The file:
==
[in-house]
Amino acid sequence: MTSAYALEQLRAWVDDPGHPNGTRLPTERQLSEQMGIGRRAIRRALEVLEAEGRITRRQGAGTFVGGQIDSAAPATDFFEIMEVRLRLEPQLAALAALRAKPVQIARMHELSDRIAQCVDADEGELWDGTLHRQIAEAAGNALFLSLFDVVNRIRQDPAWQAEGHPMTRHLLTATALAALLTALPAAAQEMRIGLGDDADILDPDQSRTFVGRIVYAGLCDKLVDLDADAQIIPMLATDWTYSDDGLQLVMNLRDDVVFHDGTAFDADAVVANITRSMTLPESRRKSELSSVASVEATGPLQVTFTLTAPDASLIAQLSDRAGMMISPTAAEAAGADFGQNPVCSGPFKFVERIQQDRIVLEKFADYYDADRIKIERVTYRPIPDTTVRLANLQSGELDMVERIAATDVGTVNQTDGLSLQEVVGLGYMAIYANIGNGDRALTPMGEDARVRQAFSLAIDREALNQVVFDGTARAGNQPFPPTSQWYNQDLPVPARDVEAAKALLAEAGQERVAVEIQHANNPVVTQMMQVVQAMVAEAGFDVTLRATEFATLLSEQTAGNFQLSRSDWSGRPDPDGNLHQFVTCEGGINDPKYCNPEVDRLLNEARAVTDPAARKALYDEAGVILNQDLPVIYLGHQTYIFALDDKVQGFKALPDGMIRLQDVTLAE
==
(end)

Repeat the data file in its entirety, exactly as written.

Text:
[in-house]
Amino acid sequence: MTSAYALEQLRAWVDDPGHPNGTRLPTERQLSEQMGIGRRAIRRALEVLEAEGRITRRQGAGTFVGGQIDSAAPATDFFEIMEVRLRLEPQLAALAALRAKPVQIARMHELSDRIAQCVDADEGELWDGTLHRQIAEAAGNALFLSLFDVVNRIRQDPAWQAEGHPMTRHLLTATALAALLTALPAAAQEMRIGLGDDADILDPDQSRTFVGRIVYAGLCDKLVDLDADAQIIPMLATDWTYSDDGLQLVMNLRDDVVFHDGTAFDADAVVANITRSMTLPESRRKSELSSVASVEATGPLQVTFTLTAPDASLIAQLSDRAGMMISPTAAEAAGADFGQNPVCSGPFKFVERIQQDRIVLEKFADYYDADRIKIERVTYRPIPDTTVRLANLQSGELDMVERIAATDVGTVNQTDGLSLQEVVGLGYMAIYANIGNGDRALTPMGEDARVRQAFSLAIDREALNQVVFDGTARAGNQPFPPTSQWYNQDLPVPARDVEAAKALLAEAGQERVAVEIQHANNPVVTQMMQVVQAMVAEAGFDVTLRATEFATLLSEQTAGNFQLSRSDWSGRPDPDGNLHQFVTCEGGINDPKYCNPEVDRLLNEARAVTDPAARKALYDEAGVILNQDLPVIYLGHQTYIFALDDKVQGFKALPDGMIRLQDVTLAE